Background: The Pfizer-BioNTech COVID-19 vaccine uses a novel messenger RNA technology to elicit a protective immune response. Short-term physiologic responses to the vaccine have not been studied using wearable devices. Objective: We aim to characterize physiologic changes in response to COVID-19 vaccination in a small cohort of participants using a wearable device (WHOOP Strap 3.0). This is a proof of concept for using consumer-grade wearable devices to monitor response to COVID-19 vaccines. Methods: In this prospective observational study, physiologic data from 19 internal medicine residents at a single institution that received both doses of the Pfizer-BioNTech COVID-19 vaccine was collected using the WHOOP Strap 3.0. The primary outcomes were percent change from baseline in heart rate variability (HRV), resting heart rate (RHR), and respiratory rate (RR). Secondary outcomes were percent change from baseline in total, rapid eye movement, and deep sleep. Exploratory outcomes included local and systemic reactogenicity following each dose and prophylactic analgesic use. Results: In 19 individuals (mean age 28.8, SD 2.2 years; n=10, 53% female), HRV was decreased on day 1 following administration of the first vaccine dose (mean –13.44%, SD 13.62%) and second vaccine dose (mean –9.25%, SD 22.6%). RHR and RR showed no change from baseline after either vaccine dose. Sleep duration was increased up to 4 days post vaccination, after an initial decrease on day 1. Increased sleep duration prior to vaccination was associated with a greater change in HRV. Local and systemic reactogenicity was more severe after dose two. Conclusions: This is the first observational study of the physiologic response to any of the novel COVID-19 vaccines as measured using wearable devices. Using this relatively small healthy cohort, we provide evidence that HRV decreases in response to both vaccine doses, with no significant changes in RHR or RR. Sleep duration initially decreased following each dose with a subsequent increase thereafter. Future studies with a larger sample size and comparison to other inflammatory and immune biomarkers such as antibody response will be needed to determine the true utility of this type of continuous wearable monitoring in regards to vaccine responses. Our data raises the possibility that increased sleep prior to vaccination may impact physiologic responses and may be a modifiable way to increase vaccine response. These results may inform future studies using wearables for monitoring vaccine responses. Trial Registration: ClinicalTrials.gov NCT04304703; https://www.clinicaltrials.gov/ct2/show/NCT04304703.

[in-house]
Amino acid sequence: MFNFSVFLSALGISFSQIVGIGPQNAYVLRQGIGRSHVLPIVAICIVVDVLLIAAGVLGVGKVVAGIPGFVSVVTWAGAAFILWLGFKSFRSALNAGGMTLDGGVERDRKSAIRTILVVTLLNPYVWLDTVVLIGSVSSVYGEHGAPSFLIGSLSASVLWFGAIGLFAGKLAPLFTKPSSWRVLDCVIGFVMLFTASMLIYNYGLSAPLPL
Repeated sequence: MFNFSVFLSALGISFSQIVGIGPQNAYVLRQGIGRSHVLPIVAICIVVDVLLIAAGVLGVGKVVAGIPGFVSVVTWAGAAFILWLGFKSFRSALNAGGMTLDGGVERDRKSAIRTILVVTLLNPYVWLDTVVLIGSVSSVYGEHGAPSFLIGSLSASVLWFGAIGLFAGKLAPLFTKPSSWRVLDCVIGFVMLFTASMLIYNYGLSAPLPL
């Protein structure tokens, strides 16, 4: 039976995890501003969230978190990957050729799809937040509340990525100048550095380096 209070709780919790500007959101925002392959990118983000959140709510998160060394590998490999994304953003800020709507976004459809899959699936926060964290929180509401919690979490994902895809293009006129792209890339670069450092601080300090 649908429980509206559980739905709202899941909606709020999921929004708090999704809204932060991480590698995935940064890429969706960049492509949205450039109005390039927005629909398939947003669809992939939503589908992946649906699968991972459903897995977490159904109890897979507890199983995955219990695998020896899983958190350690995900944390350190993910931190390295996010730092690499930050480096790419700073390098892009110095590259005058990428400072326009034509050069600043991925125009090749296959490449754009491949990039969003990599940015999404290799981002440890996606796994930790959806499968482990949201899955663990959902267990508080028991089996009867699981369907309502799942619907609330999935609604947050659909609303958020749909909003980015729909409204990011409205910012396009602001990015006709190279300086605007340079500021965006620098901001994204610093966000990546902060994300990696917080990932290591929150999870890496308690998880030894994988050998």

All Science Journal Classification (ASJC) codes
- Health Informatics
- Medicine (miscellaneous)